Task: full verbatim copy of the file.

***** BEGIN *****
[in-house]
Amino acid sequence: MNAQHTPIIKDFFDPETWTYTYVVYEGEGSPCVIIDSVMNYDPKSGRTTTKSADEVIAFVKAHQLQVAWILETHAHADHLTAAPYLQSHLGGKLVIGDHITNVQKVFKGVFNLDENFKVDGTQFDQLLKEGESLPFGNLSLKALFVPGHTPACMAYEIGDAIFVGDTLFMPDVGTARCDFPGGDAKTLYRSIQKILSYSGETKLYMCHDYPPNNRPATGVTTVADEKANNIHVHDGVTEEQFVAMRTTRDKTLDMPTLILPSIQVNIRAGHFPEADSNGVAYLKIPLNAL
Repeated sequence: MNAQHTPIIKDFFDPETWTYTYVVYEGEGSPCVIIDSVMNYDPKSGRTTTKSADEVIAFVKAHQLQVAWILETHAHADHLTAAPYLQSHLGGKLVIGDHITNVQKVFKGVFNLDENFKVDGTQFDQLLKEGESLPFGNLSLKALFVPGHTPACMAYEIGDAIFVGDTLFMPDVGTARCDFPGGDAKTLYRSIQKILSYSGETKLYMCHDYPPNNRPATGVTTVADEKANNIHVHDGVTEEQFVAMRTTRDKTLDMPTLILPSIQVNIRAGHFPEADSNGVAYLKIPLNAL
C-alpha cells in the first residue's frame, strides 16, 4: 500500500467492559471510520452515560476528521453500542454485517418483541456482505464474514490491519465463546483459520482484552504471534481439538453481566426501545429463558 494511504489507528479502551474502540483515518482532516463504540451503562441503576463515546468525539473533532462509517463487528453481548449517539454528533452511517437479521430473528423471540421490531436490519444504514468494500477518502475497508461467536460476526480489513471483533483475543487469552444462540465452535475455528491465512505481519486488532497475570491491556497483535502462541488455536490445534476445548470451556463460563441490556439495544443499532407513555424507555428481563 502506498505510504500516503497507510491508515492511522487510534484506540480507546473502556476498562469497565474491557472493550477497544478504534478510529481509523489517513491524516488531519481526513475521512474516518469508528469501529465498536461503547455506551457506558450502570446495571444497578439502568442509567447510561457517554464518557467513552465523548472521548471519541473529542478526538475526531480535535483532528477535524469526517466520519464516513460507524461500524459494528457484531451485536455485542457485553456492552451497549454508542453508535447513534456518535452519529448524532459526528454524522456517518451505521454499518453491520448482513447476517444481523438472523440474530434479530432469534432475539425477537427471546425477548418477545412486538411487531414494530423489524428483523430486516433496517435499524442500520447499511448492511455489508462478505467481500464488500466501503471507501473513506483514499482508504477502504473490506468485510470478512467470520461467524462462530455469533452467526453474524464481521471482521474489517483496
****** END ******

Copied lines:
[in-house]
Amino acid sequence: MNAQHTPIIKDFFDPETWTYTYVVYEGEGSPCVIIDSVMNYDPKSGRTTTKSADEVIAFVKAHQLQVAWILETHAHADHLTAAPYLQSHLGGKLVIGDHITNVQKVFKGVFNLDENFKVDGTQFDQLLKEGESLPFGNLSLKALFVPGHTPACMAYEIGDAIFVGDTLFMPDVGTARCDFPGGDAKTLYRSIQKILSYSGETKLYMCHDYPPNNRPATGVTTVADEKANNIHVHDGVTEEQFVAMRTTRDKTLDMPTLILPSIQVNIRAGHFPEADSNGVAYLKIPLNAL
Repeated sequence: MNAQHTPIIKDFFDPETWTYTYVVYEGEGSPCVIIDSVMNYDPKSGRTTTKSADEVIAFVKAHQLQVAWILETHAHADHLTAAPYLQSHLGGKLVIGDHITNVQKVFKGVFNLDENFKVDGTQFDQLLKEGESLPFGNLSLKALFVPGHTPACMAYEIGDAIFVGDTLFMPDVGTARCDFPGGDAKTLYRSIQKILSYSGETKLYMCHDYPPNNRPATGVTTVADEKANNIHVHDGVTEEQFVAMRTTRDKTLDMPTLILPSIQVNIRAGHFPEADSNGVAYLKIPLNAL
C-alpha cells in the first residue's frame, strides 16, 4: 500500500467492559471510520452515560476528521453500542454485517418483541456482505464474514490491519465463546483459520482484552504471534481439538453481566426501545429463558 494511504489507528479502551474502540483515518482532516463504540451503562441503576463515546468525539473533532462509517463487528453481548449517539454528533452511517437479521430473528423471540421490531436490519444504514468494500477518502475497508461467536460476526480489513471483533483475543487469552444462540465452535475455528491465512505481519486488532497475570491491556497483535502462541488455536490445534476445548470451556463460563441490556439495544443499532407513555424507555428481563 502506498505510504500516503497507510491508515492511522487510534484506540480507546473502556476498562469497565474491557472493550477497544478504534478510529481509523489517513491524516488531519481526513475521512474516518469508528469501529465498536461503547455506551457506558450502570446495571444497578439502568442509567447510561457517554464518557467513552465523548472521548471519541473529542478526538475526531480535535483532528477535524469526517466520519464516513460507524461500524459494528457484531451485536455485542457485553456492552451497549454508542453508535447513534456518535452519529448524532459526528454524522456517518451505521454499518453491520448482513447476517444481523438472523440474530434479530432469534432475539425477537427471546425477548418477545412486538411487531414494530423489524428483523430486516433496517435499524442500520447499511448492511455489508462478505467481500464488500466501503471507501473513506483514499482508504477502504473490506468485510470478512467470520461467524462462530455469533452467526453474524464481521471482521474489517483496